Place slices of eggplant down so touching or slightly overlapping. Sprinkle with parmesan cheese.
Cover eggplant with tomato sauce, and sprinkle with mozzarella cheese.
Place baking dish in oven, and broil until cheese is slightly brown and bubbly.
Serve over pasta and with a piece of crusty bread.
When I make pulled pork, I make a lot of it. I eat some, then I freeze most of it, and I'm able to use it for lots of different thinks including: Pulled Pork Quesadillas and Pulled Pork Sandwiches, and now these delicious Pulled Pork Enchiladas.
I've shared with you my love for homemade tortillas, and now I'm going to tell you how to make them. Until my birthday this year, I've had to take the time to hand roll each tortilla. And while it might not seen like a big deal to roll dough out to 6", using a tortilla press saves tons of time and is much easier. Which means I like to do it more, which means we eat tortillas more, which is always good.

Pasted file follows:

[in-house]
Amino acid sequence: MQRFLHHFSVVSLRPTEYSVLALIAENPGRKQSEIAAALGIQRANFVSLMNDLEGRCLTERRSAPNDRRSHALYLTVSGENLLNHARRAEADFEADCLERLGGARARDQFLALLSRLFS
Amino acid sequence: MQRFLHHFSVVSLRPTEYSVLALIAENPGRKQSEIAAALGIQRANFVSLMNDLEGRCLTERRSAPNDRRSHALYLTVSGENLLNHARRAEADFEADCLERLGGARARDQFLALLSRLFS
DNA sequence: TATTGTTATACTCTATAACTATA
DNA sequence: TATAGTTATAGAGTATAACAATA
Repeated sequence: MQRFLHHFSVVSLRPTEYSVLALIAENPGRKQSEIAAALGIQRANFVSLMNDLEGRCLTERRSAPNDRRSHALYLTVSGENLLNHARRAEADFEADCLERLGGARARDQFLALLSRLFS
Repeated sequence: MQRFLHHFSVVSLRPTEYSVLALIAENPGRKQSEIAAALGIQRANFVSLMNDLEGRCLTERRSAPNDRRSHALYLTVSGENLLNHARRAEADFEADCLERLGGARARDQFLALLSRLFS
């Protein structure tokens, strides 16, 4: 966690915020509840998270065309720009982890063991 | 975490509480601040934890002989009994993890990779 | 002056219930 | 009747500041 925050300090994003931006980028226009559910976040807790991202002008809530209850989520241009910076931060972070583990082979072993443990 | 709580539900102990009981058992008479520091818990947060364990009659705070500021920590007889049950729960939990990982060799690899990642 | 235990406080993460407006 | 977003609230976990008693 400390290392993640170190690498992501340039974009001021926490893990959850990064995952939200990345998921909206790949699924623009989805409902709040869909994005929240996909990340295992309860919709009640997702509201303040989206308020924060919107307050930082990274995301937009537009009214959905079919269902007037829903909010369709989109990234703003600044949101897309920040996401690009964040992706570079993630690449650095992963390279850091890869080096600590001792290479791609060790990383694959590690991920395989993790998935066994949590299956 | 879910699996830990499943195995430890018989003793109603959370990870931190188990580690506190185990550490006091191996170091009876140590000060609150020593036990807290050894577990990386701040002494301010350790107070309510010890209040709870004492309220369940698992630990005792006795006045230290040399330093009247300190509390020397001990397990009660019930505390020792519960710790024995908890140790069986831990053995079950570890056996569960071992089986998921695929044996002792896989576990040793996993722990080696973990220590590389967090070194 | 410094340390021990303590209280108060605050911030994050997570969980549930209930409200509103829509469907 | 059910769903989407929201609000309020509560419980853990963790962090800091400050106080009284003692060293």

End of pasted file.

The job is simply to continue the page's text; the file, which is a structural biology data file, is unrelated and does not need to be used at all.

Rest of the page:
I love, love, love (homemade) corn tortillas. They are incomparable to store bought. Don't get me wrong, I had always loved store bought tortillas...until I made my own.
So anyway, my mom bought me a 6.5" cast iron tortilla press and I use it so much, I bought my sister one recently. So she can flatten whatever she wants. It's heavy duty, and doesn't take up much room. Like I said, sure you can roll your dough out...but if you've got one of these baby's - I guarantee your making more tortillas than before.